Bizarre! Japan schools dictate the colour of their students’ underwear

WION Web Team
NEW DELHI Published: Dec 25, 2020, 12:30 PM(IST)

Elementary school students walk toward their school in Tokyo, Japan, February 28, 2020. Photograph:( Reuters )

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Japanese school dress codes can be extremely thorough. Not only are most students required to wear uniforms, some schools even go so far as to regulate which bags they’re allowed to carry their books in and which brand of shoes they’re allowed to wear during gym class.

From uniform hair colour to rules on drinking water each school in Japan sets its own regulations for students. Rules that have no rational basis but are nonetheless used to regulate Japanese schoolchildren's behaviour both on and off the grounds. 

A study finds that some schools in Japan go so far as to dictate what colour of underwear pupils have to wear.

According to an investigative study conducted by the Fukuoka Bar Association, more than 80% of municipal junior high schools in this southwest Japan city have rules on the colour of students' underwear, and a majority also exercises rules pertaining to hair and eyebrows.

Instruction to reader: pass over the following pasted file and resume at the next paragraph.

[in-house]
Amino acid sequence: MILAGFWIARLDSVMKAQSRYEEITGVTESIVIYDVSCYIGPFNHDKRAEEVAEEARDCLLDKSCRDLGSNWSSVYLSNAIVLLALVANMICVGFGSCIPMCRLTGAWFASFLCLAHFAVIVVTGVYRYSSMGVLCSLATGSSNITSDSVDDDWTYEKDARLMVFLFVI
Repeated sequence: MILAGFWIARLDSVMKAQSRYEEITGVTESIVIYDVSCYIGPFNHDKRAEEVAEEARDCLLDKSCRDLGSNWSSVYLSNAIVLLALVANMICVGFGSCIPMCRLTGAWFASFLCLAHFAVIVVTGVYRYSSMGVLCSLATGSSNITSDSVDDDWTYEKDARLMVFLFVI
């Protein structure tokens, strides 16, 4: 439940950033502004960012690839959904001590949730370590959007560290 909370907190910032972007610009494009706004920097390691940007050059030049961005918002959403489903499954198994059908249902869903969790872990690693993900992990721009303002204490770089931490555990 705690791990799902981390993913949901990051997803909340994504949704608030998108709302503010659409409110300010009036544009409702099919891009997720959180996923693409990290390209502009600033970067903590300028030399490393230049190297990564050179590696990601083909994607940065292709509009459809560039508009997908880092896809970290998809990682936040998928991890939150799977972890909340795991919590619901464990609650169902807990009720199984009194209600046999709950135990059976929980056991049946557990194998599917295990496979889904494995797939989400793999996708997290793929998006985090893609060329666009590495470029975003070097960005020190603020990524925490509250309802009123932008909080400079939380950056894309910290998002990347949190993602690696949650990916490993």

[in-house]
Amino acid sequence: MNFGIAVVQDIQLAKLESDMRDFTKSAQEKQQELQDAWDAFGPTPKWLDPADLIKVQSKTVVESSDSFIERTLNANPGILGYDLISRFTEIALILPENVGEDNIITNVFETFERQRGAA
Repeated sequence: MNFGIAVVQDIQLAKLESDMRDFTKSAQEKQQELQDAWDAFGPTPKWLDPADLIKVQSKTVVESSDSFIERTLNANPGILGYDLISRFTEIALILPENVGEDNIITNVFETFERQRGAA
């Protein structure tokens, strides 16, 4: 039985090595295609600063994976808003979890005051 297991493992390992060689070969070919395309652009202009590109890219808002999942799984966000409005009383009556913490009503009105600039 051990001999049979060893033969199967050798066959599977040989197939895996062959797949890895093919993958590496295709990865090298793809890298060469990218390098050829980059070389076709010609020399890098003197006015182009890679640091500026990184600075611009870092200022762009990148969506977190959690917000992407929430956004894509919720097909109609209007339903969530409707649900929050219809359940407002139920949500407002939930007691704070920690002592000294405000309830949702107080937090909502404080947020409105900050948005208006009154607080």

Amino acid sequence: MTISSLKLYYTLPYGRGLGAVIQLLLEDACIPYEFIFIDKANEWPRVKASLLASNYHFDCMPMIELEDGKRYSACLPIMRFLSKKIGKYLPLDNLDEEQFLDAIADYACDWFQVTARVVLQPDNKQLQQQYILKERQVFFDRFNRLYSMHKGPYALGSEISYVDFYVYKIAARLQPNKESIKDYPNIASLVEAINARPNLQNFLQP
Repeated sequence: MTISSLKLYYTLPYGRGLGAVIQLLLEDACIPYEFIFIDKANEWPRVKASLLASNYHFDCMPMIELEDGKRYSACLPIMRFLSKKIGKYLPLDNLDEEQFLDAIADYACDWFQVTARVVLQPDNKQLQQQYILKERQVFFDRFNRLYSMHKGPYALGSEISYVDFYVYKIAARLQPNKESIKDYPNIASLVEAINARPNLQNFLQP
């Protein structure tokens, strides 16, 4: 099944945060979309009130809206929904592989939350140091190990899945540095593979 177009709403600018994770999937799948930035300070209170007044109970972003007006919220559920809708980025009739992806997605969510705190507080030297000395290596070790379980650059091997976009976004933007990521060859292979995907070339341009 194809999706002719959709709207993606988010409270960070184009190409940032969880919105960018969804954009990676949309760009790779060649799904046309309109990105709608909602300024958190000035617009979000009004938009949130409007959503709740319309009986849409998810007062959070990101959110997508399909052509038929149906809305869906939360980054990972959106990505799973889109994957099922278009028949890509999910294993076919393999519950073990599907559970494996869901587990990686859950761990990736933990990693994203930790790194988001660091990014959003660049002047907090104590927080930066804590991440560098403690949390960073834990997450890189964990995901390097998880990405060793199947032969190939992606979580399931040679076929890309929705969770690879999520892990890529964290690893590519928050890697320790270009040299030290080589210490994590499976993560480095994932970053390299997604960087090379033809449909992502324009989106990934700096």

Japanese school dress codes can be extremely thorough. Not only are most students required to wear uniforms, some schools even go so far as to regulate which bags they’re allowed to carry their books in and which brand of shoes they’re allowed to wear during gym class.

According to a report published in Japan Today, the excessive guidelines or “black rules” for school kids include the fixed length of skirt hems (for girls); being seated before the bell rings at the start of class; the colour of undergarments; prohibition on shopping en route to home; leaving behind textbooks or dictionaries; prohibition on the use of hair pomade; drinking water during physical, educational or club activities; limitations on hair length; detailed description on what type of hairstyles are permitted; and the prohibition on trimming eyebrows. 

With one exception (drinking water), all the others seem to be enforced more energetically recently than they were one or two decades ago.

In some cases, the disciplinary measures taken when students have violated these rules constituted "infringements of human rights." Their report describes students being told they will be forced to remove offending underwear while at school and be made to wash their hair if styling products are found in it. 

As per the report published in The Mainichi Newspaper, the Fukuoka Bar Association plans to hold a symposium in February 2021 and intends to offer proposals to schools on how they can revise their current rules. The bar's investigations came about from a freedom of information request to the Fukuoka Municipal Government, in which they asked for details on all 69 of its junior high schools' rules. 

(With inputs from agencies)

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